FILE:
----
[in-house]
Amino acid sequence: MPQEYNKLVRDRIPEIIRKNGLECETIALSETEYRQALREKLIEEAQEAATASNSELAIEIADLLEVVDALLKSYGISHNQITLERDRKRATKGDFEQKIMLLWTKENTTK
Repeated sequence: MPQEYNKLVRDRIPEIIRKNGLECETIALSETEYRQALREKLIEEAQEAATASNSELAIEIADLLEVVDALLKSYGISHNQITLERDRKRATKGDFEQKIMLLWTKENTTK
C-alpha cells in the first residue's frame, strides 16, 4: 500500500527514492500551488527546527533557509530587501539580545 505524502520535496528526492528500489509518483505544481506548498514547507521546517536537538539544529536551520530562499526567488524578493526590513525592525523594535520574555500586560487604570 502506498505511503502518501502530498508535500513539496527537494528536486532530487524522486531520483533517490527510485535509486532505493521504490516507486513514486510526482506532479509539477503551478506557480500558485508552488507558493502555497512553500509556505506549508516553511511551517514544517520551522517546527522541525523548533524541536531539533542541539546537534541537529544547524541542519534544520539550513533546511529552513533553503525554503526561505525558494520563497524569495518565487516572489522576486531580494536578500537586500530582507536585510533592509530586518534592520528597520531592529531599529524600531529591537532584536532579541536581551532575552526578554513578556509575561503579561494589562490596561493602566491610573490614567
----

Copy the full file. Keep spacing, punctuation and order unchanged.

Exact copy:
[in-house]
Amino acid sequence: MPQEYNKLVRDRIPEIIRKNGLECETIALSETEYRQALREKLIEEAQEAATASNSELAIEIADLLEVVDALLKSYGISHNQITLERDRKRATKGDFEQKIMLLWTKENTTK
Repeated sequence: MPQEYNKLVRDRIPEIIRKNGLECETIALSETEYRQALREKLIEEAQEAATASNSELAIEIADLLEVVDALLKSYGISHNQITLERDRKRATKGDFEQKIMLLWTKENTTK
C-alpha cells in the first residue's frame, strides 16, 4: 500500500527514492500551488527546527533557509530587501539580545 505524502520535496528526492528500489509518483505544481506548498514547507521546517536537538539544529536551520530562499526567488524578493526590513525592525523594535520574555500586560487604570 502506498505511503502518501502530498508535500513539496527537494528536486532530487524522486531520483533517490527510485535509486532505493521504490516507486513514486510526482506532479509539477503551478506557480500558485508552488507558493502555497512553500509556505506549508516553511511551517514544517520551522517546527522541525523548533524541536531539533542541539546537534541537529544547524541542519534544520539550513533546511529552513533553503525554503526561505525558494520563497524569495518565487516572489522576486531580494536578500537586500530582507536585510533592509530586518534592520528597520531592529531599529524600531529591537532584536532579541536581551532575552526578554513578556509575561503579561494589562490596561493602566491610573490614567